Some say these concessions are as high as $30 billion. Others believe it could be as low as $11 billion. The task is to weigh up the value of superannuation tax concessions against other uses for how that revenue might be applied.
In fact, these two numbers are not just ‘beliefs’; they are both Treasury estimates. The first uses a comprehensive income tax as a hypothetical benchmark, and the second uses one of several valid expenditure tax benchmarks. Both numbers are gross, not allowing for savings from reduced access to the age pension induced by the concessions.
[xxviii] Robert Carling, Right or Rort? Dissecting Australia’s Tax Concessions, Centre for Independent Studies, Research Report 2, April 2015.
[xxix]Mark Day, Tax cuts: A lesson for Duncan Storrar and Q&A, The Australian, 16 May 2016.
[xxx] Scott Morrison, Address to the SMSF 2016 National Conference, Adelaide, 18 February 2016.
[xxxi] Robert Carling, How should super be taxed?, Centre for Independent Studies, Policy, Vol. 32 No. 3 (Spring, 2016), p 20,
[xxxii] A classic example is the Green’s superannuation policy that concessional (i.e. pre-tax) contributions to super, presently taxed at a flat 15%, should instead be taxed at progressive rates of up to 32%. Moreover, there should also be a welfare payment: anyone earning below the tax–free threshold of $18,200 and locking away savings in super for 40 years (hello – anyone there?) should receive a payment from other taxpayers of 15c for every dollar they save.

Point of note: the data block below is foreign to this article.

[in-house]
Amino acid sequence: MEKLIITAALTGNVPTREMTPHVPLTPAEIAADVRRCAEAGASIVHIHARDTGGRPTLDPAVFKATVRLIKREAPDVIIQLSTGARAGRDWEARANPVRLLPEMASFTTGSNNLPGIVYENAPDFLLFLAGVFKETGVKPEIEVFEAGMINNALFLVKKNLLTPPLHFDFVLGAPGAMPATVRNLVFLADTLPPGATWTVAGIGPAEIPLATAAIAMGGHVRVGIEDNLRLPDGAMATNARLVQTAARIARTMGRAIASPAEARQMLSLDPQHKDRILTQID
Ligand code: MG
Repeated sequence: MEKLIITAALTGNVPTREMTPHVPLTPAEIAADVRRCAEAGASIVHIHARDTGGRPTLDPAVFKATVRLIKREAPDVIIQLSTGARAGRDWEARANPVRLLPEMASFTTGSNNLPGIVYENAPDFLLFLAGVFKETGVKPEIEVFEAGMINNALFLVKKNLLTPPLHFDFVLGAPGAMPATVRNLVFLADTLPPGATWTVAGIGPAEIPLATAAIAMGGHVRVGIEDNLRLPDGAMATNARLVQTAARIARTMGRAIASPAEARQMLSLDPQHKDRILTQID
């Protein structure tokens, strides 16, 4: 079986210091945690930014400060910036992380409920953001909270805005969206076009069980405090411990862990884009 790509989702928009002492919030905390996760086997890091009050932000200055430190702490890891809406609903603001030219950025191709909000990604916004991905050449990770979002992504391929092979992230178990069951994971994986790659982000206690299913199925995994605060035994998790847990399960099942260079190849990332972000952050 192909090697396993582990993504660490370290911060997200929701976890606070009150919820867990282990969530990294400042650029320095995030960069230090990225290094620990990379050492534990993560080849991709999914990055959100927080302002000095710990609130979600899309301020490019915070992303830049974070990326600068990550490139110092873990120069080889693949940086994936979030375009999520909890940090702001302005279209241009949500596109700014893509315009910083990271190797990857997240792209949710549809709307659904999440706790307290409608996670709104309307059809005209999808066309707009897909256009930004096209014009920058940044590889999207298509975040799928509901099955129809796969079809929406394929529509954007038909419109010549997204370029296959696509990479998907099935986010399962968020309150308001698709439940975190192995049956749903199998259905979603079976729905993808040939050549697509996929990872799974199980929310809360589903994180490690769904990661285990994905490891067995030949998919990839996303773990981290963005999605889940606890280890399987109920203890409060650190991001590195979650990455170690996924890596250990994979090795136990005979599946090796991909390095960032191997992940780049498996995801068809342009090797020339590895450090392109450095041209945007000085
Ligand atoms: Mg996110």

On the progressiveness of Australia’s tax/benefit system, see Dick Warburton and Peter Hendy, International comparison of Australia’s taxes, April 2006, Section 4.5.
[xxxiii] Terrence O’Brien, Grandfathering super tax increases, Centre for Independent Studies, Policy, Vol. 32 No. 3 (Spring, 2016), pp4-6.
[xxxiv] Scott Morrison, Address to the SMSF 2016 National Conference, Adelaide, 18 February 2016.
[xxxv] Ross Gittins, A light on the hill for our future tax reformers, The Age 15 June 2009.
[xxxvi] Jeremy Cooper, A Super Charter: Fewer Changes, Better Outcomes: A report to the Treasurer and Minister Assisting for Financial Services and Superannuation, Canberra, 5 July 2013.
[xxxvii] Jeremy Cooper, ibid, p 16.
[xxxviii] Terrence O’Brien, Grandfathering super tax increases, Centre for Independent Studies, Policy, Vol. 32 No. 3 (Spring, 2016), pp3-12.
[xxxix] Stanford Encyclopedia of Philosophy, Political Legitimacy, revised 13 May 2016.
[xl] Terrence O’Brien, Examination of proposed super changes, letter of 7 September 2016 to Government members.
[xli] Jeremy Cooper, Before super tax changes, remember the pension is worth $1 million, Australian Financial Review, 19 April 2015.
[xliii] Tony Negline, Saving or slaving: find the sweet spot for super, The Australian, 4 October 2016.
[xliv] Scott Morrison, Treasury Laws Amendment (Fair and sustainable superannuation) bill 2016: exposure draft explanatory materials, Canberra October 2016, p 14 para 1.31
[xlv] Scott Morrison, ibid, p 19.
[xlvi] Scott Morrison, ibid, p 67, para 1.259.
[xlvii] Scott Morrison, ibid, p 18.
[xlix] Scott Morrison, op cit, para 1.172 p46.
[l] International Monetary Fund, World Economic Outlook: Subdued Demand: Symptoms and Remedies, October 2016.
[li] Trish Power, Minimum pension payments for 2015/16 and 2017/17 years, SuperGuide, 17 May 2016.
[lii] The Treasury, Retirement Income Streams Review, Canberra, 3 May 2016.
[liii] Superannuation (Objective) Bill 2016, Explanatory Materials, ibid, pp 102-109, especially para 8.35